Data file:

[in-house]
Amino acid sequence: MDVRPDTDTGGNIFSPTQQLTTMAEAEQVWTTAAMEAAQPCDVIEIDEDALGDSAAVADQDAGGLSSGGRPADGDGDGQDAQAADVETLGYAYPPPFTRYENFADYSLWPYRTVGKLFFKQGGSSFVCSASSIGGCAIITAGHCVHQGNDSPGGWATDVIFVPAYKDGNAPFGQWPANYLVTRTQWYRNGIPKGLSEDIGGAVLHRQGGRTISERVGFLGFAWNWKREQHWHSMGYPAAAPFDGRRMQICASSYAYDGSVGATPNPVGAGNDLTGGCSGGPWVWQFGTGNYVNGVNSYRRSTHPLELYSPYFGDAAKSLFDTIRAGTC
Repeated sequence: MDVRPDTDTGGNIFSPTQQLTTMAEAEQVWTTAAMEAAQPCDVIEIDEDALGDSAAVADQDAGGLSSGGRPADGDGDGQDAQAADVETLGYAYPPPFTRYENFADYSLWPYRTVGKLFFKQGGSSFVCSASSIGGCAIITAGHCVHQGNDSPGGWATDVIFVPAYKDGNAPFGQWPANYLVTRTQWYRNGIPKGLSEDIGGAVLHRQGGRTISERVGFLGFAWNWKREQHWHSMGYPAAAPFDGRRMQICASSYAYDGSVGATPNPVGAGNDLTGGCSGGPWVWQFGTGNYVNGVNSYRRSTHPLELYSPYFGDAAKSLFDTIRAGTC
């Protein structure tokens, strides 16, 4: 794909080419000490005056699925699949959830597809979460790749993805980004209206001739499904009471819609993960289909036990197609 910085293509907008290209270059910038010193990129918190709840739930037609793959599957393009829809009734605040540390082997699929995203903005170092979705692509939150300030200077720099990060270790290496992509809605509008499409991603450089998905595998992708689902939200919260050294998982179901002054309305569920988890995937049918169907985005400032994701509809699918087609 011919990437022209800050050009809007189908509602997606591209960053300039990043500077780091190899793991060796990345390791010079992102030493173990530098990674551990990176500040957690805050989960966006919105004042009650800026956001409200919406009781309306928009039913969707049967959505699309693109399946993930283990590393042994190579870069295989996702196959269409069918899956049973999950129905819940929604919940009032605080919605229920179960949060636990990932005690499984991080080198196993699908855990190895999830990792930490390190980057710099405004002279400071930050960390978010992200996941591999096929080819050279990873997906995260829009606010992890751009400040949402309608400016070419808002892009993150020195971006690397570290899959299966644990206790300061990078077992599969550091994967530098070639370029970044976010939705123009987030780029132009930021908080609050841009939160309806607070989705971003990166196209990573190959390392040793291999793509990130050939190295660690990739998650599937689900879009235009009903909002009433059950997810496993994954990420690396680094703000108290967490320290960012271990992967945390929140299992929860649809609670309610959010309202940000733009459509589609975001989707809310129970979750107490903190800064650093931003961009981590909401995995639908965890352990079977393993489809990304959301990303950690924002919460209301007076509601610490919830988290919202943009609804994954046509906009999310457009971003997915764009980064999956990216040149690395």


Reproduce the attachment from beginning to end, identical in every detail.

[in-house]
Amino acid sequence: MDVRPDTDTGGNIFSPTQQLTTMAEAEQVWTTAAMEAAQPCDVIEIDEDALGDSAAVADQDAGGLSSGGRPADGDGDGQDAQAADVETLGYAYPPPFTRYENFADYSLWPYRTVGKLFFKQGGSSFVCSASSIGGCAIITAGHCVHQGNDSPGGWATDVIFVPAYKDGNAPFGQWPANYLVTRTQWYRNGIPKGLSEDIGGAVLHRQGGRTISERVGFLGFAWNWKREQHWHSMGYPAAAPFDGRRMQICASSYAYDGSVGATPNPVGAGNDLTGGCSGGPWVWQFGTGNYVNGVNSYRRSTHPLELYSPYFGDAAKSLFDTIRAGTC
Repeated sequence: MDVRPDTDTGGNIFSPTQQLTTMAEAEQVWTTAAMEAAQPCDVIEIDEDALGDSAAVADQDAGGLSSGGRPADGDGDGQDAQAADVETLGYAYPPPFTRYENFADYSLWPYRTVGKLFFKQGGSSFVCSASSIGGCAIITAGHCVHQGNDSPGGWATDVIFVPAYKDGNAPFGQWPANYLVTRTQWYRNGIPKGLSEDIGGAVLHRQGGRTISERVGFLGFAWNWKREQHWHSMGYPAAAPFDGRRMQICASSYAYDGSVGATPNPVGAGNDLTGGCSGGPWVWQFGTGNYVNGVNSYRRSTHPLELYSPYFGDAAKSLFDTIRAGTC
């Protein structure tokens, strides 16, 4: 794909080419000490005056699925699949959830597809979460790749993805980004209206001739499904009471819609993960289909036990197609 910085293509907008290209270059910038010193990129918190709840739930037609793959599957393009829809009734605040540390082997699929995203903005170092979705692509939150300030200077720099990060270790290496992509809605509008499409991603450089998905595998992708689902939200919260050294998982179901002054309305569920988890995937049918169907985005400032994701509809699918087609 011919990437022209800050050009809007189908509602997606591209960053300039990043500077780091190899793991060796990345390791010079992102030493173990530098990674551990990176500040957690805050989960966006919105004042009650800026956001409200919406009781309306928009039913969707049967959505699309693109399946993930283990590393042994190579870069295989996702196959269409069918899956049973999950129905819940929604919940009032605080919605229920179960949060636990990932005690499984991080080198196993699908855990190895999830990792930490390190980057710099405004002279400071930050960390978010992200996941591999096929080819050279990873997906995260829009606010992890751009400040949402309608400016070419808002892009993150020195971006690397570290899959299966644990206790300061990078077992599969550091994967530098070639370029970044976010939705123009987030780029132009930021908080609050841009939160309806607070989705971003990166196209990573190959390392040793291999793509990130050939190295660690990739998650599937689900879009235009009903909002009433059950997810496993994954990420690396680094703000108290967490320290960012271990992967945390929140299992929860649809609670309610959010309202940000733009459509589609975001989707809310129970979750107490903190800064650093931003961009981590909401995995639908965890352990079977393993489809990304959301990303950690924002919460209301007076509601610490919830988290919202943009609804994954046509906009999310457009971003997915764009980064999956990216040149690395």